According to the invention, there is provided a method of non-invasively measuring venous oxygen saturation, comprising

applying a pressure transducer at a first site on a body,

applying a drive signal to the external pressure transducer at a predetermined frequency, to cause a series of pulsations of a predetermined magnitude in the venous blood volume in the vicinity of said first site,

applying an oximeter device at a second site on the body,

measuring output signals received from said oximeter device, said output signals containing a component representative of the modulation of venous blood volume due to said pulsations,

deriving a measure of venous oxygen saturation from the frequency response of said output signals.

The term oximeter device is intended to encompass any device which uses light of different frequencies to determine tissue oxygen content. It may encompass both transmission and reflection mode devices.

The relationship between the distance between the first and second sites on the one hand, and the magnitude of the pulsations on the other hand, may be arranged such that a multiplicative term in the frequency spectrum of the measured signals, indicative of a disturbance to the arterial system, is minimised.

Preferably the frequency of the drive signal is chosen such that the pulsations are distinguishable from the heart rate.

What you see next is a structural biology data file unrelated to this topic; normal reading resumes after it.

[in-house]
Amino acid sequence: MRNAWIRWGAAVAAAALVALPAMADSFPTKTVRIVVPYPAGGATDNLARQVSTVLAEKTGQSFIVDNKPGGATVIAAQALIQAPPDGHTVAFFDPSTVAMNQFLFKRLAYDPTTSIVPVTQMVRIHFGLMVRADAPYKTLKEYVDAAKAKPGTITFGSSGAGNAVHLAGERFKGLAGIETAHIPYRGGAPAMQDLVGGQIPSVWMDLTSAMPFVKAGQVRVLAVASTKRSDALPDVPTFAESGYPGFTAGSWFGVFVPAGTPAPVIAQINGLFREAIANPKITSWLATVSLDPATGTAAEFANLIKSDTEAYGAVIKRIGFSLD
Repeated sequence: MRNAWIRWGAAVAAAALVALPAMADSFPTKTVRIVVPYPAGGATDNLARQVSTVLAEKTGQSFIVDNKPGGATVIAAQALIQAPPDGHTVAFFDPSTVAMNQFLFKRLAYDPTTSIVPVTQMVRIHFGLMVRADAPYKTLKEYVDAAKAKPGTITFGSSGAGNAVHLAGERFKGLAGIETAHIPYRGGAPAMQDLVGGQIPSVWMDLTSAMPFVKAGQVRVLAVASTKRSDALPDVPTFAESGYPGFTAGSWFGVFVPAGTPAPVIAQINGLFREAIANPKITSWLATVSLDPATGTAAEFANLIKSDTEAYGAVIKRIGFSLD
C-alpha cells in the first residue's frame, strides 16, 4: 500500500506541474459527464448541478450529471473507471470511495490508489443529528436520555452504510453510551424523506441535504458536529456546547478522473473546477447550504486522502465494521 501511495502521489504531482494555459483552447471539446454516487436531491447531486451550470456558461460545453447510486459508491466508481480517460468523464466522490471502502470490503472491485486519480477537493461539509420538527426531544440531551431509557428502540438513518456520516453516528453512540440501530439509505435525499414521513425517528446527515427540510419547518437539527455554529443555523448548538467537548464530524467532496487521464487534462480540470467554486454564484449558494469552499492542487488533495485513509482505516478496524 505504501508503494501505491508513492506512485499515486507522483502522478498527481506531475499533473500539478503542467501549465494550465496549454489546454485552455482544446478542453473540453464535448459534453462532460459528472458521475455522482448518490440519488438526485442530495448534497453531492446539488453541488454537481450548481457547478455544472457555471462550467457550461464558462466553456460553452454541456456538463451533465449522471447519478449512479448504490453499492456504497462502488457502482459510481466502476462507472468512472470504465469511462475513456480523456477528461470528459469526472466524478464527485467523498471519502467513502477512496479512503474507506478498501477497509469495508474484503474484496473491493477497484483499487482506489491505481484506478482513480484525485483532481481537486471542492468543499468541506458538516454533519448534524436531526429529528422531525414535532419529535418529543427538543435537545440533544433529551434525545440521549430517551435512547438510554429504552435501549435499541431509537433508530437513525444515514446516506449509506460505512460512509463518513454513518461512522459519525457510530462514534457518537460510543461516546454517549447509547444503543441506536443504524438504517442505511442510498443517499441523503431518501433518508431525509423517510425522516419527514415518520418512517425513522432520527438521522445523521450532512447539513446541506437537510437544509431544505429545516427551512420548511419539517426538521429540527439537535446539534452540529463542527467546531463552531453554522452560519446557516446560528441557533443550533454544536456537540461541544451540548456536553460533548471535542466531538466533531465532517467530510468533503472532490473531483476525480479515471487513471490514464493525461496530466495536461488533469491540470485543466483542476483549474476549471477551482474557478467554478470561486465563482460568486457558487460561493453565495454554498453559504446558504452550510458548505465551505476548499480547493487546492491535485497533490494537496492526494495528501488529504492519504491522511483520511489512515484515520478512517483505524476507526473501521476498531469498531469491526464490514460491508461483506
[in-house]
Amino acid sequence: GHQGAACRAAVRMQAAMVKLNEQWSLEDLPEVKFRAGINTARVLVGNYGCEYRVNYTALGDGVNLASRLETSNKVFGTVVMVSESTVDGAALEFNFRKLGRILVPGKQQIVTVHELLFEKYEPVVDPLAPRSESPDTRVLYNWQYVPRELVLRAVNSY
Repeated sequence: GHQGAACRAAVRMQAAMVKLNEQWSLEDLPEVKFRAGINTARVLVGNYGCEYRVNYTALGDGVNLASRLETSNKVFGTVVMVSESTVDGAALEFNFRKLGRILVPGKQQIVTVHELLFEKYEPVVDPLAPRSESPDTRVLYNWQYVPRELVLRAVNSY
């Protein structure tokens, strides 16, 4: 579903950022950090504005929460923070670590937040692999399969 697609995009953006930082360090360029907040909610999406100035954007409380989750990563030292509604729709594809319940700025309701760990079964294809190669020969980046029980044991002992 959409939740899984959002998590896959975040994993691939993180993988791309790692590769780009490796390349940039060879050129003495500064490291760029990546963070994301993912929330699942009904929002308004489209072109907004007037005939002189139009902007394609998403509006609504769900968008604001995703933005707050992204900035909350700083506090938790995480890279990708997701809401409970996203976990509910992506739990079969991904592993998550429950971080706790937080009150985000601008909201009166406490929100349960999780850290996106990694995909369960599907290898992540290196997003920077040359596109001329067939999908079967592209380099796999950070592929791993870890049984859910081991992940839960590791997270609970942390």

The relationship between the frequency ωm of the pulsations caused by said drive signal and the heart rate ωHR can be chosen to comply with the following conditions:
ωm≠n(ωHR±ΔωHR)
and
ωm±(ωHR±ΔωHR)≠n(ωHR±ΔωHR)

where n>1

The frequency of the drive signal can be determined iteratively on the basis of a real time measurement of the heart rate.

Ideally the magnitude of the pulsations is controlled such that the venous blood system is modulated without disturbing the arterial system. The magnitude of the pulsations can be controlled such as to cause a variation of less than 1% in the DC level of the received signal, or more preferably a variation of approximately 0.1% in the DC level of the received signal.

In an alternative embodiment the oximeter is placed on a digit and a further pressure transducer is placed away from a distal end of a limb, and arranged to occlude the supply of blood to and from said limb, and the measurement is performed during the period of occlusion.

Advantageously, the optimum magnitude of the pulsations can be determined by progressively increasing the pulsation magnitude and observing a frequency response of the output signals; the appearance of a multiplicative term in the frequency spectrum being indicative of the maximum permissible magnitude having been reached. Upon reaching the point where a multiplicative term appears, the pulsation magnitude can be subsequently reduced to a point where the multiplicative term becomes insignificant.

The method may further include a calibration step, during which the spacing between the first and second sites is varied while the pulsation magnitude is held constant, in order to derive an optimum spacing. The calibration step may include a further step of varying the pulsation magnitude while the spacing of the first and second sites is held constant.

In a further embodiment the method may include the measurement of arterial oxygen saturation derived from the frequency response of the output signals, such that the difference in levels of the arterial and venous oxygen saturation being representative of tissue oxygen consumption.